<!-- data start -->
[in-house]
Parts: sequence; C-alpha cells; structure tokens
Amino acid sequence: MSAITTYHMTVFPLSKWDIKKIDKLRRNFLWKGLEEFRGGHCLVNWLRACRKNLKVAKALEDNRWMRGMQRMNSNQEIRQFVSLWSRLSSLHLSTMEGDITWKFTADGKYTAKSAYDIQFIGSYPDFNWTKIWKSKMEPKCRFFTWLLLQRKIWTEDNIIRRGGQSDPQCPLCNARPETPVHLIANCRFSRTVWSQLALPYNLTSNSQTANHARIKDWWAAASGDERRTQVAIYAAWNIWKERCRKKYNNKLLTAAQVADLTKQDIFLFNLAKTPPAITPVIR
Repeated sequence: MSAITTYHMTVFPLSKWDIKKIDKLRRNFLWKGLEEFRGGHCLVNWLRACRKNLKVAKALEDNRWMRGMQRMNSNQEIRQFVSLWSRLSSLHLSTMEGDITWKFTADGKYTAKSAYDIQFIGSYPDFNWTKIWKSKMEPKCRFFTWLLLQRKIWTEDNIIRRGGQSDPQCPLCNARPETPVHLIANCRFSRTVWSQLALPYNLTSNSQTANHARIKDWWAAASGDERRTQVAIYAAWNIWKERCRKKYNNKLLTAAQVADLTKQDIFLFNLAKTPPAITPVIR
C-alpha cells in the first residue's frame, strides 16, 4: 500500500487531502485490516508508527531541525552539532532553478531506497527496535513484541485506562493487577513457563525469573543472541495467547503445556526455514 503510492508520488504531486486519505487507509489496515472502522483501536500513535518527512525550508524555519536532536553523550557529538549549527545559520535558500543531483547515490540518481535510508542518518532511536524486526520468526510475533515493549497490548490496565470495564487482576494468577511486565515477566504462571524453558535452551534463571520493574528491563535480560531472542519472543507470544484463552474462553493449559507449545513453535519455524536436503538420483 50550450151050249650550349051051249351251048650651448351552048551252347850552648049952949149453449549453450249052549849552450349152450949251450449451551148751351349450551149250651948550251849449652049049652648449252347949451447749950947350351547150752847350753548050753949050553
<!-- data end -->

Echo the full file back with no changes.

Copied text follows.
[in-house]
Parts: sequence; C-alpha cells; structure tokens
Amino acid sequence: MSAITTYHMTVFPLSKWDIKKIDKLRRNFLWKGLEEFRGGHCLVNWLRACRKNLKVAKALEDNRWMRGMQRMNSNQEIRQFVSLWSRLSSLHLSTMEGDITWKFTADGKYTAKSAYDIQFIGSYPDFNWTKIWKSKMEPKCRFFTWLLLQRKIWTEDNIIRRGGQSDPQCPLCNARPETPVHLIANCRFSRTVWSQLALPYNLTSNSQTANHARIKDWWAAASGDERRTQVAIYAAWNIWKERCRKKYNNKLLTAAQVADLTKQDIFLFNLAKTPPAITPVIR
Repeated sequence: MSAITTYHMTVFPLSKWDIKKIDKLRRNFLWKGLEEFRGGHCLVNWLRACRKNLKVAKALEDNRWMRGMQRMNSNQEIRQFVSLWSRLSSLHLSTMEGDITWKFTADGKYTAKSAYDIQFIGSYPDFNWTKIWKSKMEPKCRFFTWLLLQRKIWTEDNIIRRGGQSDPQCPLCNARPETPVHLIANCRFSRTVWSQLALPYNLTSNSQTANHARIKDWWAAASGDERRTQVAIYAAWNIWKERCRKKYNNKLLTAAQVADLTKQDIFLFNLAKTPPAITPVIR
C-alpha cells in the first residue's frame, strides 16, 4: 500500500487531502485490516508508527531541525552539532532553478531506497527496535513484541485506562493487577513457563525469573543472541495467547503445556526455514 503510492508520488504531486486519505487507509489496515472502522483501536500513535518527512525550508524555519536532536553523550557529538549549527545559520535558500543531483547515490540518481535510508542518518532511536524486526520468526510475533515493549497490548490496565470495564487482576494468577511486565515477566504462571524453558535452551534463571520493574528491563535480560531472542519472543507470544484463552474462553493449559507449545513453535519455524536436503538420483 50550450151050249650550349051051249351251048650651448351552048551252347850552648049952949149453449549453450249052549849552450349152450949251450449451551148751351349450551149250651948550251849449652049049652648449252347949451447749950947350351547150752847350753548050753949050553